Friday, August 27, 2010

Coats Disease

Coats disease is a rare congenital, nonfamilial, idiopathic disease of the vessels of the retina that is characterized by leakage of fluid into and around vessel walls, leading to progressive intraretinal and subretinal leakage and exudative retinal detachment. Weak vessel walls also predispose them to development of telangiectases and aneurysms.

The disease is unilateral in the majority of cases (80%–90%) and has a male predisposition. Diagnosis is usually in childhood, and about 50% of untreated patients will eventually have total retinal detachment, blindness, and painful neovascular glaucoma.

The ophthalmologists handle the diagnosis in the majority of cases. Radiology becomes important in differentiating advanced Coats disease from retinoblastoma because both diseases may present as a non-rhegmatogenous (see below) retinal detachment associated with telangiectases and subretinal collections.

CT and MRI may show partial or total retinal detachment without evidence of an intraocular mass or intraocular calcifications. There is homogeneously increased intraocular attenuation compared to the unaffected eye. The subretinal fluid collection may be seen as hyperintense on all pulse sequences and there may be enhancement along the leaves of the detached sensory retina and at the sites where retina inserts. In contrast, retinoblastoma may show an intraocular mass with calcifications. An additional finding that may help differentiate the two is the observation that the affected globe is smaller than the unaffected globe in Coats disease.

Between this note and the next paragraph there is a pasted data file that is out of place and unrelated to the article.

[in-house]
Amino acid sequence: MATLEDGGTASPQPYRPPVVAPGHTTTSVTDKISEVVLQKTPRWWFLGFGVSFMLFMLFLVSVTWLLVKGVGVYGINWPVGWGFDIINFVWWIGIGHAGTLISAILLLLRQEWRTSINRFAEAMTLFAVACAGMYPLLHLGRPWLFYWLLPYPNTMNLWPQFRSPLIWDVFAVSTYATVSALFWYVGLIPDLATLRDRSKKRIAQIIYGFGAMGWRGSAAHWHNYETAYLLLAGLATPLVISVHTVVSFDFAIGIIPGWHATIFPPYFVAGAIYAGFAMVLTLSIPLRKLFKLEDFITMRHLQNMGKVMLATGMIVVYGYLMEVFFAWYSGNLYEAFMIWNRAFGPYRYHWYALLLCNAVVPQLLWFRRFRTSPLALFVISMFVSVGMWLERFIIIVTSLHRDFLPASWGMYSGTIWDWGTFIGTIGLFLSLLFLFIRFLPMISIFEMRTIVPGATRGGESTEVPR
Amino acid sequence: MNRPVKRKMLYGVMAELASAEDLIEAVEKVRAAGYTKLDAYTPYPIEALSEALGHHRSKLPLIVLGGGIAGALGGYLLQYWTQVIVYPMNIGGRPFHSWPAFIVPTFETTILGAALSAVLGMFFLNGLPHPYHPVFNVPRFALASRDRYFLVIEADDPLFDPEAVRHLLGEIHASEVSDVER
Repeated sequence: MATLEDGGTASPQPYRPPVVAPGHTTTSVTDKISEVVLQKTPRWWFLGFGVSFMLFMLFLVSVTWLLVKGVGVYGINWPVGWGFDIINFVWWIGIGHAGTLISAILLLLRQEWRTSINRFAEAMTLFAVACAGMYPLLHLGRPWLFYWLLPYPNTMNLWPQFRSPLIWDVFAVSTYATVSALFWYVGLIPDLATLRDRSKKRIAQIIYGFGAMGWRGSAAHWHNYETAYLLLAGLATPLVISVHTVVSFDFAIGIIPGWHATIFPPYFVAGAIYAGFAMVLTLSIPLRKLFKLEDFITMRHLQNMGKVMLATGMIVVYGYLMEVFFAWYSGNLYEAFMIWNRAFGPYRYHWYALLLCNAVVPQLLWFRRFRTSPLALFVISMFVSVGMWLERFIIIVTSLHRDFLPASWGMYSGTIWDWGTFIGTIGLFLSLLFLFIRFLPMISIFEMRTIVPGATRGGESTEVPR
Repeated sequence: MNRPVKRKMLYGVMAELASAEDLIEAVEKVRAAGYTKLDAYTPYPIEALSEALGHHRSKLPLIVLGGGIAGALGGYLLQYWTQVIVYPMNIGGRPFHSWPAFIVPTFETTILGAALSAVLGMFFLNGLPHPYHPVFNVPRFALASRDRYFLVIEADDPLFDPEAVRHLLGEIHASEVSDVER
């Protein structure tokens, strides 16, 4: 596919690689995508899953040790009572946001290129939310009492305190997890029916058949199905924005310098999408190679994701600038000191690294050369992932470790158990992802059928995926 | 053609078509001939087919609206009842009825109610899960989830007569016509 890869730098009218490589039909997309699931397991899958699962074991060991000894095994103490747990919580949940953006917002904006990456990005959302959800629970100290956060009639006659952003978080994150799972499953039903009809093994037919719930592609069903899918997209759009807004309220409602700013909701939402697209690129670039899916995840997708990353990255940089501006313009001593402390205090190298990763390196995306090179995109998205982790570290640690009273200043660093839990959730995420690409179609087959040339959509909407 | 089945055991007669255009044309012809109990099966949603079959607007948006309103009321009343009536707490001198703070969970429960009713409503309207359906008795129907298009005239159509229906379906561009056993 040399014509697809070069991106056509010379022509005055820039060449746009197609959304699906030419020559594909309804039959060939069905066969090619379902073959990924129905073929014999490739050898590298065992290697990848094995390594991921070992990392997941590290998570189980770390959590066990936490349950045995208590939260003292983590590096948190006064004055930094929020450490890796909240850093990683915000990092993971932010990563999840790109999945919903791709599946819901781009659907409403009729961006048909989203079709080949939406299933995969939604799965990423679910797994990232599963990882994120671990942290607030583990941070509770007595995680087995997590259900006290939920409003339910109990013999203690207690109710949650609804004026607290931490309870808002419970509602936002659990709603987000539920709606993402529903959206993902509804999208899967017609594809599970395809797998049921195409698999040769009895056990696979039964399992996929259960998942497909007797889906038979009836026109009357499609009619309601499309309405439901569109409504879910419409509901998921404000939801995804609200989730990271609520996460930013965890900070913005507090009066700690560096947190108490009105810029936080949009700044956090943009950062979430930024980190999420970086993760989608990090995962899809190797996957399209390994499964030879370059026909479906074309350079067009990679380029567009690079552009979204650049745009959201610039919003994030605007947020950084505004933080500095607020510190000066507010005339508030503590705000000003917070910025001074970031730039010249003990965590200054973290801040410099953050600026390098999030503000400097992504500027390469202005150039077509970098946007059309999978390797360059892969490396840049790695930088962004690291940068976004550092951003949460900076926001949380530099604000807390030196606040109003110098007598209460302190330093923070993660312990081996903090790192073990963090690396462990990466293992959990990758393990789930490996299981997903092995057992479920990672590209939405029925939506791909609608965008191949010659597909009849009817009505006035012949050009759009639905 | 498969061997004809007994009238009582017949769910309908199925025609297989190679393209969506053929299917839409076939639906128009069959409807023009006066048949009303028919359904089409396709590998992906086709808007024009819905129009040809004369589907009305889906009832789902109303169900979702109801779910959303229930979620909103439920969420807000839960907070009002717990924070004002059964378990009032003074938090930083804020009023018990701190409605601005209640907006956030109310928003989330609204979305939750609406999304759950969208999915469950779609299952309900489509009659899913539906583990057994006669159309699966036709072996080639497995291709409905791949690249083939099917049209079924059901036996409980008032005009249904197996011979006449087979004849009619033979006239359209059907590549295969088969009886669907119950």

Rhegmatogenous: Comes from the greek rhegma = discontinuity or break. Rhegmatogenous retinal detachment is more common, and occurs when a tear in the retina causes fluid accumulation between the neurosensory retina and retinal pigment epithelium. Non-rhegmatogenous detachments can occur via traction from a contracting vitreous (tractional retinal detachment) or via fluid accumulation due to damage to the retinal pigment epithelium (exudative detachment). Coats disease falls into the latter type of non-rhegmatogenous detachment.


Galluzzi P, Venturi C, Cerase A, Vallone IM, Bracco S, Bardelli AM, Hadjistilianou T, Gennari P, Monti L, Filosomi G. Coats disease: smaller volume of the affected globe. Radiology. 2001 Oct;221(1):64-9.

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